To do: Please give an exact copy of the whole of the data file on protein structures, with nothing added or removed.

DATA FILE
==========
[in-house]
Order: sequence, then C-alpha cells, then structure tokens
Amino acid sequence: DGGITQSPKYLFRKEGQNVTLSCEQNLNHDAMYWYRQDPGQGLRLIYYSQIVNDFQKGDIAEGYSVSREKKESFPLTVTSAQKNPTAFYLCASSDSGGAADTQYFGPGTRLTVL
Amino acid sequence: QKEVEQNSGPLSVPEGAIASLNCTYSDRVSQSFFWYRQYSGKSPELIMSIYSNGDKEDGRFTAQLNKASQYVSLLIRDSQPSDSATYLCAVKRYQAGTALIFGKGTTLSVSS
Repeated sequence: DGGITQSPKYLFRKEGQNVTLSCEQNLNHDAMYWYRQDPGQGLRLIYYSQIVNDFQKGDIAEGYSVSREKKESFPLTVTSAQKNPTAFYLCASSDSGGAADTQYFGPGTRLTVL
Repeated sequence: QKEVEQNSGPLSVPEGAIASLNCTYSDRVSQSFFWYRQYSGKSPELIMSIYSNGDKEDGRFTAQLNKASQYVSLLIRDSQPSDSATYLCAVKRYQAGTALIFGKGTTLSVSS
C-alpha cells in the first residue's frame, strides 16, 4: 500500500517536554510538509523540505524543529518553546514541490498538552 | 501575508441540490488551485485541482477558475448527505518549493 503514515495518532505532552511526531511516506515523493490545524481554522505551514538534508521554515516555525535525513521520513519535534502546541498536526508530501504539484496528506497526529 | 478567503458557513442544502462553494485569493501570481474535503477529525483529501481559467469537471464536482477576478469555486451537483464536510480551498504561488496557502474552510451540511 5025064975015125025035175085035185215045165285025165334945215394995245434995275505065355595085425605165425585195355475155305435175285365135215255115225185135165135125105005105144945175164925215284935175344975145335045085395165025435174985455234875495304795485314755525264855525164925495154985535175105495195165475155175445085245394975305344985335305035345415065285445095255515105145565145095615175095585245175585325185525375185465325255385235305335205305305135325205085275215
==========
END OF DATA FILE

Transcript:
[in-house]
Order: sequence, then C-alpha cells, then structure tokens
Amino acid sequence: DGGITQSPKYLFRKEGQNVTLSCEQNLNHDAMYWYRQDPGQGLRLIYYSQIVNDFQKGDIAEGYSVSREKKESFPLTVTSAQKNPTAFYLCASSDSGGAADTQYFGPGTRLTVL
Amino acid sequence: QKEVEQNSGPLSVPEGAIASLNCTYSDRVSQSFFWYRQYSGKSPELIMSIYSNGDKEDGRFTAQLNKASQYVSLLIRDSQPSDSATYLCAVKRYQAGTALIFGKGTTLSVSS
Repeated sequence: DGGITQSPKYLFRKEGQNVTLSCEQNLNHDAMYWYRQDPGQGLRLIYYSQIVNDFQKGDIAEGYSVSREKKESFPLTVTSAQKNPTAFYLCASSDSGGAADTQYFGPGTRLTVL
Repeated sequence: QKEVEQNSGPLSVPEGAIASLNCTYSDRVSQSFFWYRQYSGKSPELIMSIYSNGDKEDGRFTAQLNKASQYVSLLIRDSQPSDSATYLCAVKRYQAGTALIFGKGTTLSVSS
C-alpha cells in the first residue's frame, strides 16, 4: 500500500517536554510538509523540505524543529518553546514541490498538552 | 501575508441540490488551485485541482477558475448527505518549493 503514515495518532505532552511526531511516506515523493490545524481554522505551514538534508521554515516555525535525513521520513519535534502546541498536526508530501504539484496528506497526529 | 478567503458557513442544502462553494485569493501570481474535503477529525483529501481559467469537471464536482477576478469555486451537483464536510480551498504561488496557502474552510451540511 5025064975015125025035175085035185215045165285025165334945215394995245434995275505065355595085425605165425585195355475155305435175285365135215255115225185135165135125105005105144945175164925215284935175344975145335045085395165025435174985455234875495304795485314755525264855525164925495154985535175105495195165475155175445085245394975305344985335305035345415065285445095255515105145565145095615175095585245175585325185525375185465325255385235305335205305305135325205085275215